As we began the donation process we found it to be a lengthy one. It was also one that dad was extremely hesitant about, because he never asked anyone for anything. He was always a giver, never looking to receive, and the thought of getting my kidney scared him to death. He looked me straight in the eye, on more than one occasion, and told me "NO", I was not going to give him my kidney. And as most good children do, I would remind him that I was too old for him to tell me what I could and couldn't do anymore. This was something that I was simply going to do, and there was nothing he could do to stop me. I would assure him that I was perfectly healthy and this was not as big of a deal as he was making it out to be. We had the option to wait for a cadaver donor, but a living donor proved to be the most effective. I was his daughter, and there was nothing in this world that I would rather do for him than to help save his life.

He finally got used to the idea, partly because he knew that my chances of being able to donate were slim. He had a rare blood type that wasn't compatible with many others, and we knew that he was an 'O' and I was an 'A'. So he began to grin when I would tell him, "You'll owe me for the rest of your life you know", or, "You better take extremely good care of my kidney." But I remember how serious he was at one of the first consultation appointments when he asked the doctor if this procedure would affect me having children in the future. That was one of my questions as well. The doctor told us that many women go on to have normal pregnancies with one kidney.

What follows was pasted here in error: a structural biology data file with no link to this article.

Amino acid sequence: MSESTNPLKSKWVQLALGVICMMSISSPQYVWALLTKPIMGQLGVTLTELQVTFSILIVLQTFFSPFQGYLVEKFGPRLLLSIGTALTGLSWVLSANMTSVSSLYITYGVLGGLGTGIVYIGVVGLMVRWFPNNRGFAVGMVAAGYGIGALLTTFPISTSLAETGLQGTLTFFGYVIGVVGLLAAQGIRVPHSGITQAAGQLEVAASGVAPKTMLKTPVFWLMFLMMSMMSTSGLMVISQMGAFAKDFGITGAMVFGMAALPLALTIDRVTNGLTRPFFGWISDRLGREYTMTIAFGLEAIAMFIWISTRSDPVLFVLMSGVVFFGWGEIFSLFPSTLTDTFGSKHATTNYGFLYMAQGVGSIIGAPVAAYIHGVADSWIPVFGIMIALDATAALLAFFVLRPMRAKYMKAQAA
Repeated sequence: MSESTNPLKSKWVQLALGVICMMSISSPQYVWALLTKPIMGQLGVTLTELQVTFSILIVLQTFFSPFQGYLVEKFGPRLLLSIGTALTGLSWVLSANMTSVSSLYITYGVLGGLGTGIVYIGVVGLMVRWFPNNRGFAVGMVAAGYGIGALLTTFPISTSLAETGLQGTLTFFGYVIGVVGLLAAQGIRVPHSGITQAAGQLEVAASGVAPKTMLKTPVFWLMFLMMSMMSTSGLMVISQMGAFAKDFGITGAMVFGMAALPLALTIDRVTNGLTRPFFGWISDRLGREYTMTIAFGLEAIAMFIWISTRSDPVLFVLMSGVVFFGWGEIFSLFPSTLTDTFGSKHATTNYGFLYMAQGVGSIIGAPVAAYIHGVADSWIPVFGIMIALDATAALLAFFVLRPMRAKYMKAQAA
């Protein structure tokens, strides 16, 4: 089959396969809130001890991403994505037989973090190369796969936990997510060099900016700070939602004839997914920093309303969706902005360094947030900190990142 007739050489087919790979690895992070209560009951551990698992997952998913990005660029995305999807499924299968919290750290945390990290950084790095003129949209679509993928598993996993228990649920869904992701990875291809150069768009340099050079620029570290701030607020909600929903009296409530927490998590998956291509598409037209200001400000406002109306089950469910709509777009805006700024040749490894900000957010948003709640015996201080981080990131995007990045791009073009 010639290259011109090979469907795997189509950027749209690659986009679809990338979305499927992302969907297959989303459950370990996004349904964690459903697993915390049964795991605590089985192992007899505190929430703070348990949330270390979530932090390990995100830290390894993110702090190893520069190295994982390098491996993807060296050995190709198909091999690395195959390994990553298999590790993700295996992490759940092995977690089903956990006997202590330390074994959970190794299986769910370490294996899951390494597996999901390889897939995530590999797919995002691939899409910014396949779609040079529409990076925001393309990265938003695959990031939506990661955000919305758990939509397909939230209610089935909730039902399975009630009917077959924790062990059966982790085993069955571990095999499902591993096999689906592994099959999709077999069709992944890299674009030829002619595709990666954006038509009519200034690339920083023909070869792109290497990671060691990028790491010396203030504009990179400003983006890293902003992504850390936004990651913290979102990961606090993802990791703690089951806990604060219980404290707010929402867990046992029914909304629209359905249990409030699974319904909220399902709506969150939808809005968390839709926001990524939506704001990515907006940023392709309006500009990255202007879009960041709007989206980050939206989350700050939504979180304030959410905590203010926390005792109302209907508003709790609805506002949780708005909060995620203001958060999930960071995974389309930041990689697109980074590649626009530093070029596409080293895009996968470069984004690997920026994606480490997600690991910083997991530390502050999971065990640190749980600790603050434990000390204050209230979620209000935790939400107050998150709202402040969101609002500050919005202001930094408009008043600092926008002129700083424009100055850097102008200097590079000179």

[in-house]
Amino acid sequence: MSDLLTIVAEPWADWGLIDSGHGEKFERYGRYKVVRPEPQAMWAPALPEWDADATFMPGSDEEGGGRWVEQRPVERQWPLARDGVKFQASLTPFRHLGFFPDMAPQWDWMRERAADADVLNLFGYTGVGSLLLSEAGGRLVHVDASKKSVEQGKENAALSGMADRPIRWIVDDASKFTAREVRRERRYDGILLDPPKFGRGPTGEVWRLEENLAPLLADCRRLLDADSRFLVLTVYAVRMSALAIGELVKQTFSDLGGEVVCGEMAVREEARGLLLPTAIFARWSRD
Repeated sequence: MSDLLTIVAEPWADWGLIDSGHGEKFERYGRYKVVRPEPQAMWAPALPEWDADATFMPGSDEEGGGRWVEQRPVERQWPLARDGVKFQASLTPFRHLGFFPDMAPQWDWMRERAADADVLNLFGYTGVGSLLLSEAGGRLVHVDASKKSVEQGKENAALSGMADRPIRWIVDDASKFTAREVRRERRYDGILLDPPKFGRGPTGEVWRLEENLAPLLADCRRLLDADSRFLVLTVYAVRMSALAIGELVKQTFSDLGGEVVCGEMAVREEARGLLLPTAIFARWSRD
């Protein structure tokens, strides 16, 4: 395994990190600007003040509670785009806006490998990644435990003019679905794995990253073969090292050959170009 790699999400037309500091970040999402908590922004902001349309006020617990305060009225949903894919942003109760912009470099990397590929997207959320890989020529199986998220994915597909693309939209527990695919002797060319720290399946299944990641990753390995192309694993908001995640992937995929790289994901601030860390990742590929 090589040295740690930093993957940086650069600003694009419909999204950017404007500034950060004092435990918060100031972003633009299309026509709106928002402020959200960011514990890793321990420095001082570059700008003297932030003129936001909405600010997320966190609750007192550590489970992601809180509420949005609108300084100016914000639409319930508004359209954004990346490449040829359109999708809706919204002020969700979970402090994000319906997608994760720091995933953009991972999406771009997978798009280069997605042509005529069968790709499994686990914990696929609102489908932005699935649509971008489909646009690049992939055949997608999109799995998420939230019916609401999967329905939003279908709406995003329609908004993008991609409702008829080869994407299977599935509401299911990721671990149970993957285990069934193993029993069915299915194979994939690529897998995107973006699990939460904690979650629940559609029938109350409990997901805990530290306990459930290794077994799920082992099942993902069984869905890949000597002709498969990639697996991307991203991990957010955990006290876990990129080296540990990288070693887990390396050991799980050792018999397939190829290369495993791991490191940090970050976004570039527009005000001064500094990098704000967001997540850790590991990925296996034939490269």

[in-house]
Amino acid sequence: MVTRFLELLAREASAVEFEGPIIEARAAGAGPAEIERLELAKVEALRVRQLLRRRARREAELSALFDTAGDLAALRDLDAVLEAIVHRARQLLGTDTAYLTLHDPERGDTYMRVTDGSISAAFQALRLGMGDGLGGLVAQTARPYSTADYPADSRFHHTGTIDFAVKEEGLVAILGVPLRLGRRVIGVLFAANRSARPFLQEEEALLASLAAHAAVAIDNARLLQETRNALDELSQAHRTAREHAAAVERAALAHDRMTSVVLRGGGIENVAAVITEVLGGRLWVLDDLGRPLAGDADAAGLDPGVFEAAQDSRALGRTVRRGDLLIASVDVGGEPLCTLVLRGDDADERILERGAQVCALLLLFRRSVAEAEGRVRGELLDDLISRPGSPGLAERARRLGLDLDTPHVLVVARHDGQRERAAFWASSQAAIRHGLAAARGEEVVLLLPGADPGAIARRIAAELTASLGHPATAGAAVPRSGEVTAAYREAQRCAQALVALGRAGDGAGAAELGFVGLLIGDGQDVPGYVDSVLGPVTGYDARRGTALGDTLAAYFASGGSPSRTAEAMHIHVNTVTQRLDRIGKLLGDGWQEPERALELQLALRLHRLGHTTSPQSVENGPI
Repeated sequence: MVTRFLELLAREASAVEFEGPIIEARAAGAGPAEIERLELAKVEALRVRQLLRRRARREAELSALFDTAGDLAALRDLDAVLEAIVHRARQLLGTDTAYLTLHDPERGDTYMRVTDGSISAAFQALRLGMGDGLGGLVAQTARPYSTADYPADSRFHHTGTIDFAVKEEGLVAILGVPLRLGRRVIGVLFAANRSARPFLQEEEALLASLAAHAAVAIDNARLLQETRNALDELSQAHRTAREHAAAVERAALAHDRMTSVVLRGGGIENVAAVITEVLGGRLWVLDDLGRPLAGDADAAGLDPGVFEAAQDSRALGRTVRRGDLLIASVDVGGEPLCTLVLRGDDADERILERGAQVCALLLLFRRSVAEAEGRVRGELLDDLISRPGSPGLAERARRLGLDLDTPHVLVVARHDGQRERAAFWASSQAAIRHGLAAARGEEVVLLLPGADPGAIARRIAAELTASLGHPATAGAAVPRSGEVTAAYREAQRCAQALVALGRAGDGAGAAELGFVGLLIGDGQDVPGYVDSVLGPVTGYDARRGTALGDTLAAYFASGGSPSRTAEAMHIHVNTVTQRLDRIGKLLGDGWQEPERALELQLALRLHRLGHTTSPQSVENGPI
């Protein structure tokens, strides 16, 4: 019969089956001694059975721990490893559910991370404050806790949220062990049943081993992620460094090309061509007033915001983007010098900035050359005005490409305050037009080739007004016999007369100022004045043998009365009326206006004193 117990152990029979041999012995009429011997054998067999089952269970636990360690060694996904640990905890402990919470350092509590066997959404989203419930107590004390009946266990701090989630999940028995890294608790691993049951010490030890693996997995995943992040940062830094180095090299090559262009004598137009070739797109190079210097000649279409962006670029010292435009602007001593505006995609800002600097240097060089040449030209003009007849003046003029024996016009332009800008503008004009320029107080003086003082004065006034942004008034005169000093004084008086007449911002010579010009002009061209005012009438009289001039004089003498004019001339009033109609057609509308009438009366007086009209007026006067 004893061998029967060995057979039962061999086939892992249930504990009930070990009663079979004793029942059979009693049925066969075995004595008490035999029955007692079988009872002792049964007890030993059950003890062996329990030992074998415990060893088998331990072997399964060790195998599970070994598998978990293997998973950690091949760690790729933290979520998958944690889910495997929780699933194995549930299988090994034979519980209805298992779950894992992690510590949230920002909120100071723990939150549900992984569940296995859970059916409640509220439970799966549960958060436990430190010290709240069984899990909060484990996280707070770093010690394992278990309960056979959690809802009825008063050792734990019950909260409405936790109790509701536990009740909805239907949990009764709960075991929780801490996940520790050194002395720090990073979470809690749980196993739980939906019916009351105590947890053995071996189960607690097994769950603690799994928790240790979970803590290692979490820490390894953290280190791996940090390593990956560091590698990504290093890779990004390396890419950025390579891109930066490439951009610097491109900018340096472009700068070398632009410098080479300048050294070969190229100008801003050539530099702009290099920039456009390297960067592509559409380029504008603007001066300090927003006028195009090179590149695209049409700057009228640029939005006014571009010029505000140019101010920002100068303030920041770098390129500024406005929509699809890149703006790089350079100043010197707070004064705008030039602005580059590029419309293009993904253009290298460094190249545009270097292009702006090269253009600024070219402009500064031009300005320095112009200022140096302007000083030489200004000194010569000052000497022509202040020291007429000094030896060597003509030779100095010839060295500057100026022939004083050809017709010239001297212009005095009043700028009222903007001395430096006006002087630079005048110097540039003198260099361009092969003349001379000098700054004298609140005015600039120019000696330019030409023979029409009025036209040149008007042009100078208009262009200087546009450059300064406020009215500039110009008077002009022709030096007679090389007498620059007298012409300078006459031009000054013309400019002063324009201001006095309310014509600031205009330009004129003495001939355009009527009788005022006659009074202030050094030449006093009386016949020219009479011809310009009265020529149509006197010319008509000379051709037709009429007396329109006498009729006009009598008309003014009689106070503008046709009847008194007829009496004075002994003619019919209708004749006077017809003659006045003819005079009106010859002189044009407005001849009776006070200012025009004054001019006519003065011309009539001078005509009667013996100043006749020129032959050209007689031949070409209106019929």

As we continued the process, I received a call that my blood tests came back. They explained that although theoretically 'A's' are not compatible with 'O's' for transplants, my blood was type 2 (don't ask me what that means) and I was still a possible candidate to donate. Next they needed to bring dad in and see how his blood would react to mine. I was thrilled! Despite the slim chances we were given, there was still hope.

Throughout this time, dad's health continued to decline. It got so bad that I couldn't remember the way my dad used to be anymore. My dad was the hardest worker I knew. He was always busy doing something for someone, and he had working man's hands to prove it. He owned and operated his own business fixing furniture for local businesses in the area. He was the founder and president of the United As One, United We Sing Christian Festival. A vision that he brought to life in order for Christians to gather on the state capital grounds to sing, fellowship and worship God. A unity that is only allowed in two other states. In his spare time you could find him: mowing the lawn, even if he just mowed it two days before; building a pulpit for a church in need; organizing a Christian youth concert; setting up for a chili dinner fundraiser, which he was always the first to arrive and the last to leave; watching his son's track meet; helping a friend move; coming to his daughter's rescue when a drain backed up...the list is endless really. But towards those final months his time was beginning to fill with intense coughing, days of sleepless nights, increased medications, chest pains, and hospital visits that turned into stays.